Pattie Lovett-Reid: How to protect yourself against a potential data breach
Given the recent warnings from Simplii Financial, CIBC’s direct banking unit, and BMO about potential data breaches, you have to wonder what you can do to protect yourself. The fact is you are always going to be vulnerable if there is weakness on the server your accounts are associated with. Hackers can and likely always will be able to hack a system.
In an effort to try and protect yourself, here are a few precautions you can take:
1. Review your financial documents/accounts regularly. Check your credit cards thoroughly, review yours bills and question any unauthorized purchases or transactions. Simplii advises customers who notice unusual activity to contact the institution, and said it would return 100 per cent of money lost from the affected bank account to fraud victims.
2. Set up real-time alerts. Most financial institutions offer real-time notification services that allow them to contact you in the event of a purchase or attempt considered to be unusual. You can put limits in place and chose how to be notified – email, text, or call to validate.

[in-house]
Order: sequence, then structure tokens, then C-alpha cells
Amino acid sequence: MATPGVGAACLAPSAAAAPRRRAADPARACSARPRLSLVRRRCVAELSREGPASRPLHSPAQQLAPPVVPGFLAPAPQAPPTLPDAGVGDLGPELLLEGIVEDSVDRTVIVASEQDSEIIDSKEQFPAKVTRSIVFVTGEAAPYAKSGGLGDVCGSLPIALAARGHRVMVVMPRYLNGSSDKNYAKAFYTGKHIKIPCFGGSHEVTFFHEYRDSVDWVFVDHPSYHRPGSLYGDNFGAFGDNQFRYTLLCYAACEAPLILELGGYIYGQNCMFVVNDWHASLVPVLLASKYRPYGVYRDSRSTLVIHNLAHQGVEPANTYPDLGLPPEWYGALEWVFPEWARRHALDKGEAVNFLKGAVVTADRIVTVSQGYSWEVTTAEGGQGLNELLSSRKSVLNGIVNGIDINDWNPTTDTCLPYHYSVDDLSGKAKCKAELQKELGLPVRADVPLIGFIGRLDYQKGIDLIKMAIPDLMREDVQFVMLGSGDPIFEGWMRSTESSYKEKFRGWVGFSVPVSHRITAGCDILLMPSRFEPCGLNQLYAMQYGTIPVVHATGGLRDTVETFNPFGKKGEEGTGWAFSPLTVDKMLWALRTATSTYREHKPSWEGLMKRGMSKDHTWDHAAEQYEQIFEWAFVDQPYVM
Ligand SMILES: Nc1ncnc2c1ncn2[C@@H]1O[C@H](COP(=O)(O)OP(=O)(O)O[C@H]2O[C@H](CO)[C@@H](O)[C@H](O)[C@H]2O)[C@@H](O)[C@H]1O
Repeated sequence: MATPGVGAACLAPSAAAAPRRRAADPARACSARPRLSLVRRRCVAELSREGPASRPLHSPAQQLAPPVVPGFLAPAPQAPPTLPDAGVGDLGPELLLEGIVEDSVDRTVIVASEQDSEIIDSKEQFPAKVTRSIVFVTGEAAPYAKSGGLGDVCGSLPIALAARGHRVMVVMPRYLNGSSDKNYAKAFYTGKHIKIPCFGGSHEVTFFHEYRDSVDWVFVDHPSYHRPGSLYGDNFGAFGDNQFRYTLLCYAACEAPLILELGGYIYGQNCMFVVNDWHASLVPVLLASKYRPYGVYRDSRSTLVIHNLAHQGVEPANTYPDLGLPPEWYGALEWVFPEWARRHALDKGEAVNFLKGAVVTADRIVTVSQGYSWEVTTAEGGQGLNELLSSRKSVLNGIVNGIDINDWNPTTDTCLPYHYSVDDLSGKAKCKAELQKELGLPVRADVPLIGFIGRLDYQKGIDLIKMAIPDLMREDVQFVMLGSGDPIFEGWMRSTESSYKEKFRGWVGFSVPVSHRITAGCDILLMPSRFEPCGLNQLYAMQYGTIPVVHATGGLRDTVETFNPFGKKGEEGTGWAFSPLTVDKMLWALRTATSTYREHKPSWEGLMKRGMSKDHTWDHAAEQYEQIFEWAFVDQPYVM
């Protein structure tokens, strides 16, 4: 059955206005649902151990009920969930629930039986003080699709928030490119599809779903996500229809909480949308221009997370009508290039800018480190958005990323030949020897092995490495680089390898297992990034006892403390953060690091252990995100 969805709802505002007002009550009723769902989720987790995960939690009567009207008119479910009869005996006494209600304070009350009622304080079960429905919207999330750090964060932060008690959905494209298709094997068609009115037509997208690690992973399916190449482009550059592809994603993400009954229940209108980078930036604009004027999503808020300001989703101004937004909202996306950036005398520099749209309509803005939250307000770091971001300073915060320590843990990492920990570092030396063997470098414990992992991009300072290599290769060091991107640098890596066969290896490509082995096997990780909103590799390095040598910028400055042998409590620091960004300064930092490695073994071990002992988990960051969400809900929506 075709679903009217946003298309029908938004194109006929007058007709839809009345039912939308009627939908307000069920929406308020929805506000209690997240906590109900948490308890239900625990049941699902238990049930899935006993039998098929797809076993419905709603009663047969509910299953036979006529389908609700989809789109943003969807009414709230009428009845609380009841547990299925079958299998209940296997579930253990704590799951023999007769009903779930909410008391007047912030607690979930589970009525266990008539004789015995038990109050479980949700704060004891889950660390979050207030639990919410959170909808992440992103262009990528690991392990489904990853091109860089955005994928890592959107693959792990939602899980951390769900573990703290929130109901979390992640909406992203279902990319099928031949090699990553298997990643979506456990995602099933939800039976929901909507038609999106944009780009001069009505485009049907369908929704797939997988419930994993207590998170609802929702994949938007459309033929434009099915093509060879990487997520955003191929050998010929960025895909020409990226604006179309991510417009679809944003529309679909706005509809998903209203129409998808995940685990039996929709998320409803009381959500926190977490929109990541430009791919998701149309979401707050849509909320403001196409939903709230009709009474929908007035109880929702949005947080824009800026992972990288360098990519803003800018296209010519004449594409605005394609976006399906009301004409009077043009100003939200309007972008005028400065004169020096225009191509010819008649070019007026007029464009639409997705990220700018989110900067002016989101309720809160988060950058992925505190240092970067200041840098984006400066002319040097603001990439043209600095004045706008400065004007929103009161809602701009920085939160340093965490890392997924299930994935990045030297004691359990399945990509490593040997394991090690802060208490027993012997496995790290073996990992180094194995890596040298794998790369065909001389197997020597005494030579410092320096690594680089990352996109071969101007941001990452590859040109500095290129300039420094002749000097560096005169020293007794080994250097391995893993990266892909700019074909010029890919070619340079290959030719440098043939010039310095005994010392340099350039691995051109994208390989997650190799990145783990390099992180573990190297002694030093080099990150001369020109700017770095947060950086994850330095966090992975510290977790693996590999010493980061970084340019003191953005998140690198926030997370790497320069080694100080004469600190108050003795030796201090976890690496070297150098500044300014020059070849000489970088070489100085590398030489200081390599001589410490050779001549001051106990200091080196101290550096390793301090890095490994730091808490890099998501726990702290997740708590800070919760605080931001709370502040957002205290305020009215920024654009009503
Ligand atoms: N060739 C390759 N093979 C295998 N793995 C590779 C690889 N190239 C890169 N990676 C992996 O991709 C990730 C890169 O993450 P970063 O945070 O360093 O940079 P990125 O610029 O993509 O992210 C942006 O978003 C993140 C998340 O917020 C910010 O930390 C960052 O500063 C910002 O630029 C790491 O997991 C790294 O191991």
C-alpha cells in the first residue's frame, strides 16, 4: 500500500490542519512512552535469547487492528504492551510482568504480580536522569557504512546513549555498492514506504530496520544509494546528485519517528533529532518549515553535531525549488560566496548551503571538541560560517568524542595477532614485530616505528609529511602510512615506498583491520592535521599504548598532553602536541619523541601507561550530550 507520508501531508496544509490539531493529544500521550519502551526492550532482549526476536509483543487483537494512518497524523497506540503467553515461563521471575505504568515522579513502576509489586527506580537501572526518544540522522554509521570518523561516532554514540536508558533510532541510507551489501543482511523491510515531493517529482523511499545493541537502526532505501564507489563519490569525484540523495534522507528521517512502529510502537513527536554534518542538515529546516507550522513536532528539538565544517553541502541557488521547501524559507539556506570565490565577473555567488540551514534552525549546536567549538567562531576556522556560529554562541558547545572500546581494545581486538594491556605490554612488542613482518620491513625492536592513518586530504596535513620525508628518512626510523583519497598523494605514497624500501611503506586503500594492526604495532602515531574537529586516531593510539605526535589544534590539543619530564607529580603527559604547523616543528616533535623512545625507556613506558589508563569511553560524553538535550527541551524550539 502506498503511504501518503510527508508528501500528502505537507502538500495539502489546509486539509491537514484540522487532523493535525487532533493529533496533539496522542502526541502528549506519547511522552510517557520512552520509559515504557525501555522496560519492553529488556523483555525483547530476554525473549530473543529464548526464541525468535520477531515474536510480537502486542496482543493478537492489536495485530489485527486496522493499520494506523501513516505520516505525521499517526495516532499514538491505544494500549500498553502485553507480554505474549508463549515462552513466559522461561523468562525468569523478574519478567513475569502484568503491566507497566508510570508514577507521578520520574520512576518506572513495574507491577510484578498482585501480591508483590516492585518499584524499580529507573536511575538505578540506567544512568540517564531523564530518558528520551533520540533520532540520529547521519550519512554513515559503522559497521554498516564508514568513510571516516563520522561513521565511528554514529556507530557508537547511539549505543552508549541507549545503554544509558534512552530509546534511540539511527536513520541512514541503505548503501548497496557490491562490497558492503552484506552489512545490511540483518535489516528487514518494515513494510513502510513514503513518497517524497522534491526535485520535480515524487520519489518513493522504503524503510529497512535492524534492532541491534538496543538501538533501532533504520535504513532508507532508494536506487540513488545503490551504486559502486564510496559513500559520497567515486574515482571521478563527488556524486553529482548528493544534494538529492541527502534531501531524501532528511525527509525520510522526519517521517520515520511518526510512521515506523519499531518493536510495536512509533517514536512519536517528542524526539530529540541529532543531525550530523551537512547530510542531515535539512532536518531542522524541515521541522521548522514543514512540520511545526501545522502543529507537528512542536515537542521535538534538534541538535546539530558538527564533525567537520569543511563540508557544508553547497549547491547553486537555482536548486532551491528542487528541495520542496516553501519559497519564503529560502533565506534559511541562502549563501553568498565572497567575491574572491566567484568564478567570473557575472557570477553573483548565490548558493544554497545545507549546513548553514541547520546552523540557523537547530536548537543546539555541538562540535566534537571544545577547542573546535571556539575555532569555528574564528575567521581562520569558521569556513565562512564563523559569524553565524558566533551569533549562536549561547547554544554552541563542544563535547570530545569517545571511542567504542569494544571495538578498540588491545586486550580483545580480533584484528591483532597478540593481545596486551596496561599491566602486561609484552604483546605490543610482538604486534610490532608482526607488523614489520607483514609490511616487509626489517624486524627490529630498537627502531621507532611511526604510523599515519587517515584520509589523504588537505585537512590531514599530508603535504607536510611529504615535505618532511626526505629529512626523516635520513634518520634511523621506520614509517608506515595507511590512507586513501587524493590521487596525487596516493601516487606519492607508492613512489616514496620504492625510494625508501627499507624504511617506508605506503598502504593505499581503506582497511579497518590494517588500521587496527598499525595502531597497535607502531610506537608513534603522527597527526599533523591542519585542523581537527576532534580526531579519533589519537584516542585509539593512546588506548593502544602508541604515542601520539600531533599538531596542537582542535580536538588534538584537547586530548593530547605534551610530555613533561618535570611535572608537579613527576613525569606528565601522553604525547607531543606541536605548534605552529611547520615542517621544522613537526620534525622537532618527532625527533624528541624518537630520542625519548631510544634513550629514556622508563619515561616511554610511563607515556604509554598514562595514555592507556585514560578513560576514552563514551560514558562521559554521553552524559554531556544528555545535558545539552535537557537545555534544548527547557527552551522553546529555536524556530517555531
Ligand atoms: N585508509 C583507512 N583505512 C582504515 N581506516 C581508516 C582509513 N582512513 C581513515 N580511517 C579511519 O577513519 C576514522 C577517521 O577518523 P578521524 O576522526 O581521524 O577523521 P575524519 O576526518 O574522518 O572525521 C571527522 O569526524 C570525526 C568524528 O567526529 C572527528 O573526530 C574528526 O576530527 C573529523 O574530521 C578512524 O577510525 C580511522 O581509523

3. Change your passwords monthly. Creating strong passwords is important. Coming up with obvious passwords such as your birthdate or initials do not pass muster. Studies have shown that more than 50 per cent of Internet users use weak passwords. If you create passwords using your address, birthday or phone number, and this information is acquired via cyber theft, all of your personal data becomes vulnerable. Be creative and make your passwords complex by using a random combination of letters, numbers and symbols that have no connection to you or your family. Some recommend a short sentence (for example: the sun is shining).
4. Keep your private information private. Don't share your passwords with family members and pay close attention to what sort of information you give out over the phone or online. A simple rule: do not provide your passwords or personal information to unsolicited callers. When searching new websites, to ensure its security, make sure there is a closed lock symbol at the bottom right of the screen. Web addresses that begin with “https” are generally secure, and if you click on the lock symbol on the bottom right, it will display the same “https” address.
5. Subscribe to identity protection. What the bad guys' malware does is sneak into private files, grab your credit card and personal information and sneak out. There are numerous identity protection companies who will monitor your credit cards, and other data often for a fee. You can explore options via TransUnion or Equifax.